A common misconception about self-harm is mistaking it as an attention-seeking tactic. In most cases, people who engage in this behaviour are very self-conscious and wary of asking for help. Hence, a strong support network of family and friends can play a critical role in recovery.

Rakshanda Khan is currently under training for humanistic integrative counseling. 

Published in The Express Tribune, Sunday Magazine, November 24th, 2013.

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Reader Comments (6)

  • Stranger
    Nov 25, 2013 - 12:59PM

    My parents were caring in their individual ways but they both left myself and my brother ‘wanting’ in many aspects. Those days we didn’t have these things like cutting ourselves with a razor but yes I remember quietly suffering like not eating fully , wearing torn undergarments (which only I knew ) etc., It was not a nice feeling to know that parents are ‘there’ but ‘not there ‘. U grow up thinking no one cares so why bother to speak up .whats the point anyway ?

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  • Nov 27, 2013 - 1:44PM

    I have also observed that other than physically, people also like torturing themselves mentally. They get involved in situations which they are already aware of and will lead to distress or hurt. They feel sorry for them all the time. Its like having a Jaundice personality. Its sad how people do this to themselves but I am glad there can be a solution to most of it.

    This was a very enlightening article. I liked it!

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  • Rakshanda Khan
    Nov 27, 2013 - 2:32PM

    @Stranger: I’m sorry you had to go through that. All parents to be should really be taught basic child psychology in my opinion. Parenting is not easy but as long as you understand your children’s basic developmental and psychological needs and meet those needs, you’re a good enough parent. Tragically, not many people do.

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  • Mariya
    Dec 5, 2013 - 9:43PM

    My friend had a problem cutting herself. She had gone through a lot and she just needed someone to listen to her. Thank God I found her cause now shes much better and I dont even want to think what would have happened if I hadn’t found her.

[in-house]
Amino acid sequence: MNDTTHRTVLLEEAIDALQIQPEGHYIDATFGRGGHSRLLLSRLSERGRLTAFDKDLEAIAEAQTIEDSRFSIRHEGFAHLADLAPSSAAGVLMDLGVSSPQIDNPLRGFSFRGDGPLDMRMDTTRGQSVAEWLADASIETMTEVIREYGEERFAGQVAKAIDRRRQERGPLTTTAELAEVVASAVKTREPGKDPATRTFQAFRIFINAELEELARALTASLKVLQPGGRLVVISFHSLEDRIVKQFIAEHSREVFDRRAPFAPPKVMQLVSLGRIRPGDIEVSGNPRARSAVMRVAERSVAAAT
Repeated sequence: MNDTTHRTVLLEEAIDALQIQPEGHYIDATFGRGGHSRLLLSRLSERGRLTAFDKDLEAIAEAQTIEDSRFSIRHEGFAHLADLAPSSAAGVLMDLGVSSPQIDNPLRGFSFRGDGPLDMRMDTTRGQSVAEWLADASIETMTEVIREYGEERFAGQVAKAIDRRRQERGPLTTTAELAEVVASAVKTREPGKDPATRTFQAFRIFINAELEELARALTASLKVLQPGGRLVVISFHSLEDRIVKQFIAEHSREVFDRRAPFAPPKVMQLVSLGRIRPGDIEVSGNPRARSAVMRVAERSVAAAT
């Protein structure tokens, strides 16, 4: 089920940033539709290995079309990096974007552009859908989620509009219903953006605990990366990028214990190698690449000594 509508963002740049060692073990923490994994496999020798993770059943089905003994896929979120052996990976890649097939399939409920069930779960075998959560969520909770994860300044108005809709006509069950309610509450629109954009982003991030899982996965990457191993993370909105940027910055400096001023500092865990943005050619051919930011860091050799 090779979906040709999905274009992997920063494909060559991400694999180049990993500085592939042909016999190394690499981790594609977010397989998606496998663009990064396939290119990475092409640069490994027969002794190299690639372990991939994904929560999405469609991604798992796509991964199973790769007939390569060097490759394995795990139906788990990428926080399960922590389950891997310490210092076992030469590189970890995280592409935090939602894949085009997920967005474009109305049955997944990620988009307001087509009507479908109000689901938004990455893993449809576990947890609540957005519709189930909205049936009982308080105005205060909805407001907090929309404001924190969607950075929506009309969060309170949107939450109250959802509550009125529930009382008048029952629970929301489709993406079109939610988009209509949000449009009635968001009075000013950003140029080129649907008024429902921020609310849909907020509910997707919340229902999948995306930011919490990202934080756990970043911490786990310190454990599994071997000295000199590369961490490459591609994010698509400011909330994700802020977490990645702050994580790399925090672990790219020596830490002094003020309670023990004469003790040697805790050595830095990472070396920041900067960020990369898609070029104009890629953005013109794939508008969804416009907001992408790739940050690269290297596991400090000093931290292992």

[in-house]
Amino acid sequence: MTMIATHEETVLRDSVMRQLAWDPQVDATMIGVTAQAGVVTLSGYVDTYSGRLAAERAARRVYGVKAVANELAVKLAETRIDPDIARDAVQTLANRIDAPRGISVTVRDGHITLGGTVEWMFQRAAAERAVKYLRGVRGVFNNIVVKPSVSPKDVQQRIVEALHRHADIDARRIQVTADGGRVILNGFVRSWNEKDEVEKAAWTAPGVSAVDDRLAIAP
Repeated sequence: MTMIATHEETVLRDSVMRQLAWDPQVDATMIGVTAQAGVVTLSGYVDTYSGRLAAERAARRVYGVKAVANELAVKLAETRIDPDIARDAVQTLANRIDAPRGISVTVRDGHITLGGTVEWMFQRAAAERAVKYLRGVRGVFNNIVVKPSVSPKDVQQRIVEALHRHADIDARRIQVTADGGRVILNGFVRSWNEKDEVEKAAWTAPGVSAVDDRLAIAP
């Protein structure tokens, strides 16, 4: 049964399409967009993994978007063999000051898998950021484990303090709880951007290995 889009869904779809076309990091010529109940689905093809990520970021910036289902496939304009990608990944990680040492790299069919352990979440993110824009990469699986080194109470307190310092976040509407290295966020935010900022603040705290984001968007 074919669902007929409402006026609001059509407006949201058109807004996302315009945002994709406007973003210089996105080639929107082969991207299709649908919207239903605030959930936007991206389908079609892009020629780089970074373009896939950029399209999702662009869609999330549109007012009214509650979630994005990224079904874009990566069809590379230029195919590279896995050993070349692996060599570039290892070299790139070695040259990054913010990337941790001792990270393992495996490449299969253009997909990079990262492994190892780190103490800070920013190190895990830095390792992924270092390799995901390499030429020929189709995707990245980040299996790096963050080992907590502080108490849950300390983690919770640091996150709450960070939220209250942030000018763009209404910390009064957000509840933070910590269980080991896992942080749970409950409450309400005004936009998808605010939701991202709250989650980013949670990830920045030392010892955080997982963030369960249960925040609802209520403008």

I have realized that peole like her are not trying to drown themselves in self pity they are actually trying to cope with something they think no one else understands

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  • Esha
    Dec 5, 2013 - 11:35PM

    ur article is great, i myslef cut myself alot bt nw for 3 months i ve stoped it. wid refernce to stranger i ve same story bt different in many ways tht i alwys feel like unwanted, misfit. i been through al kinds of abuse from sexual to mental torture, cuttng nd takng slpng pils was my only way through… i alwys hide my scars hate ppl whn thy stare!!!
    bt thing is nw i realised cutng is nt worth it,, so stay bsy alot in dis way i dnt ve to stay home i study nd do job, nd also realised face thngs thn hurtng myself cux its not my body fault so y it shud suffer..

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  • Rakshanda Khan
    Dec 24, 2013 - 12:59AM

    @Mariya: Your friend is lucky to have someone understanding like you in her life.

    @Esha: I’m sorry for what you’ve been through and it’s amazing how you managed to survive it all and are now coping without self harming. You are so strong and brave, I really respect your resilience heart